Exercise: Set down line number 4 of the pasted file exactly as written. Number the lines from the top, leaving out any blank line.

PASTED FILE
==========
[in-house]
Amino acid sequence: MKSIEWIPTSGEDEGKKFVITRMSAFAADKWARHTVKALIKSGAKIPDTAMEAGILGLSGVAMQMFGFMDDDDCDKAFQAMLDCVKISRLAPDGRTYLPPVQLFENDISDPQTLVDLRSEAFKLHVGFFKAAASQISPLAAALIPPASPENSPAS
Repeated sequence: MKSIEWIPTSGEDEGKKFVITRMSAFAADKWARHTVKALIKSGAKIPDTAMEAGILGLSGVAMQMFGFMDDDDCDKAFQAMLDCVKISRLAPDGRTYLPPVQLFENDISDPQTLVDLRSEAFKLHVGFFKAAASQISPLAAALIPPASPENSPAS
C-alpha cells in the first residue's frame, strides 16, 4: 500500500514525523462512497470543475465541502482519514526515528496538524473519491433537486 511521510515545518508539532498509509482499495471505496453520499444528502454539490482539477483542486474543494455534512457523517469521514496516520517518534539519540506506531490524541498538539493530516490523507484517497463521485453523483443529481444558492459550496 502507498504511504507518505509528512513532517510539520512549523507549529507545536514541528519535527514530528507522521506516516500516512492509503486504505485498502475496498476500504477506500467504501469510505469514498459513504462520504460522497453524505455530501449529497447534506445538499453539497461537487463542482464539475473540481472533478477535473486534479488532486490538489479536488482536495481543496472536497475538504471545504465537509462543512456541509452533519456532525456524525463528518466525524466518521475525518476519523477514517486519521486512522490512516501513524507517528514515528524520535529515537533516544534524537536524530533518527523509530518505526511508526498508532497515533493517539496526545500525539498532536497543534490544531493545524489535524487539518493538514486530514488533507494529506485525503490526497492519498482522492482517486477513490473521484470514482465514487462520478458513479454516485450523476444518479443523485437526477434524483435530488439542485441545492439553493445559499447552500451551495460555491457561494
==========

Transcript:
C-alpha cells in the first residue's frame, strides 16, 4: 500500500514525523462512497470543475465541502482519514526515528496538524473519491433537486 511521510515545518508539532498509509482499495471505496453520499444528502454539490482539477483542486474543494455534512457523517469521514496516520517518534539519540506506531490524541498538539493530516490523507484517497463521485453523483443529481444558492459550496 502507498504511504507518505509528512513532517510539520512549523507549529507545536514541528519535527514530528507522521506516516500516512492509503486504505485498502475496498476500504477506500467504501469510505469514498459513504462520504460522497453524505455530501449529497447534506445538499453539497461537487463542482464539475473540481472533478477535473486534479488532486490538489479536488482536495481543496472536497475538504471545504465537509462543512456541509452533519456532525456524525463528518466525524466518521475525518476519523477514517486519521486512522490512516501513524507517528514515528524520535529515537533516544534524537536524530533518527523509530518505526511508526498508532497515533493517539496526545500525539498532536497543534490544531493545524489535524487539518493538514486530514488533507494529506485525503490526497492519498482522492482517486477513490473521484470514482465514487462520478458513479454516485450523476444518479443523485437526477434524483435530488439542485441545492439553493445559499447552500451551495460555491457561494